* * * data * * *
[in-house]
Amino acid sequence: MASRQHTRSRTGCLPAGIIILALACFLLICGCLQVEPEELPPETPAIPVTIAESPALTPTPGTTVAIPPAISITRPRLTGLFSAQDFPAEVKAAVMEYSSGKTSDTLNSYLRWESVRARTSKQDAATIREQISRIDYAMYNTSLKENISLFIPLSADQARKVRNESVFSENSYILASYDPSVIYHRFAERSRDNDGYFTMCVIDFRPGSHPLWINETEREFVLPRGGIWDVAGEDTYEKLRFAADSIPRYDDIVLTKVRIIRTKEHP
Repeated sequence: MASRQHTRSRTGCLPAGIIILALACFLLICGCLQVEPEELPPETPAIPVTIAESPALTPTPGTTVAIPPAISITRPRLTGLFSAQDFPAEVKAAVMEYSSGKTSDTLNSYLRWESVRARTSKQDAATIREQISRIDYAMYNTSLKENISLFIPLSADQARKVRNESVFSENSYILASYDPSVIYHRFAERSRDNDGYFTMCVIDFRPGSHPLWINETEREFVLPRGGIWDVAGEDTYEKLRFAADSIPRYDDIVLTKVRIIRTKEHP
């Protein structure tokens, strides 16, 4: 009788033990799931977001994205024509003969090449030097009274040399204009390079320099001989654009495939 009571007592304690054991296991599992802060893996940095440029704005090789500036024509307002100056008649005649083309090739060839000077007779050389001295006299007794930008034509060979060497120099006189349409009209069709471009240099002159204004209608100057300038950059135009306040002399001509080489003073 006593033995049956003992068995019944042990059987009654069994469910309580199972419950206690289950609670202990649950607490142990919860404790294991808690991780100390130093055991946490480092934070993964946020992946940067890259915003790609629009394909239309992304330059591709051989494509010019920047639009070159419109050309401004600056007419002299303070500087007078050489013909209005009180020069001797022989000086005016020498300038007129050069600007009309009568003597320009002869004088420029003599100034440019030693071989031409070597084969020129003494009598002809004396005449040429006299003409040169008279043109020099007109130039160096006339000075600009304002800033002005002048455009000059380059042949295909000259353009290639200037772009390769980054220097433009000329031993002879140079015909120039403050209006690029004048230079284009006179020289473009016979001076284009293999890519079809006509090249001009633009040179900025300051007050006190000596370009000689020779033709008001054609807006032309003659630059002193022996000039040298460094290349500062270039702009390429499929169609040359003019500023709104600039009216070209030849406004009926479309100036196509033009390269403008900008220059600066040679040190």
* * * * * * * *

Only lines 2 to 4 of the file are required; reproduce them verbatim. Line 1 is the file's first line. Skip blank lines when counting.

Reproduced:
Amino acid sequence: MASRQHTRSRTGCLPAGIIILALACFLLICGCLQVEPEELPPETPAIPVTIAESPALTPTPGTTVAIPPAISITRPRLTGLFSAQDFPAEVKAAVMEYSSGKTSDTLNSYLRWESVRARTSKQDAATIREQISRIDYAMYNTSLKENISLFIPLSADQARKVRNESVFSENSYILASYDPSVIYHRFAERSRDNDGYFTMCVIDFRPGSHPLWINETEREFVLPRGGIWDVAGEDTYEKLRFAADSIPRYDDIVLTKVRIIRTKEHP
Repeated sequence: MASRQHTRSRTGCLPAGIIILALACFLLICGCLQVEPEELPPETPAIPVTIAESPALTPTPGTTVAIPPAISITRPRLTGLFSAQDFPAEVKAAVMEYSSGKTSDTLNSYLRWESVRARTSKQDAATIREQISRIDYAMYNTSLKENISLFIPLSADQARKVRNESVFSENSYILASYDPSVIYHRFAERSRDNDGYFTMCVIDFRPGSHPLWINETEREFVLPRGGIWDVAGEDTYEKLRFAADSIPRYDDIVLTKVRIIRTKEHP
């Protein structure tokens, strides 16, 4: 009788033990799931977001994205024509003969090449030097009274040399204009390079320099001989654009495939 009571007592304690054991296991599992802060893996940095440029704005090789500036024509307002100056008649005649083309090739060839000077007779050389001295006299007794930008034509060979060497120099006189349409009209069709471009240099002159204004209608100057300038950059135009306040002399001509080489003073 006593033995049956003992068995019944042990059987009654069994469910309580199972419950206690289950609670202990649950607490142990919860404790294991808690991780100390130093055991946490480092934070993964946020992946940067890259915003790609629009394909239309992304330059591709051989494509010019920047639009070159419109050309401004600056007419002299303070500087007078050489013909209005009180020069001797022989000086005016020498300038007129050069600007009309009568003597320009002869004088420029003599100034440019030693071989031409070597084969020129003494009598002809004396005449040429006299003409040169008279043109020099007109130039160096006339000075600009304002800033002005002048455009000059380059042949295909000259353009290639200037772009390769980054220097433009000329031993002879140079015909120039403050209006690029004048230079284009006179020289473009016979001076284009293999890519079809006509090249001009633009040179900025300051007050006190000596370009000689020779033709008001054609807006032309003659630059002193022996000039040298460094290349500062270039702009390429499929169609040359003019500023709104600039009216070209030849406004009926479309100036196509033009390269403008900008220059600066040679040190």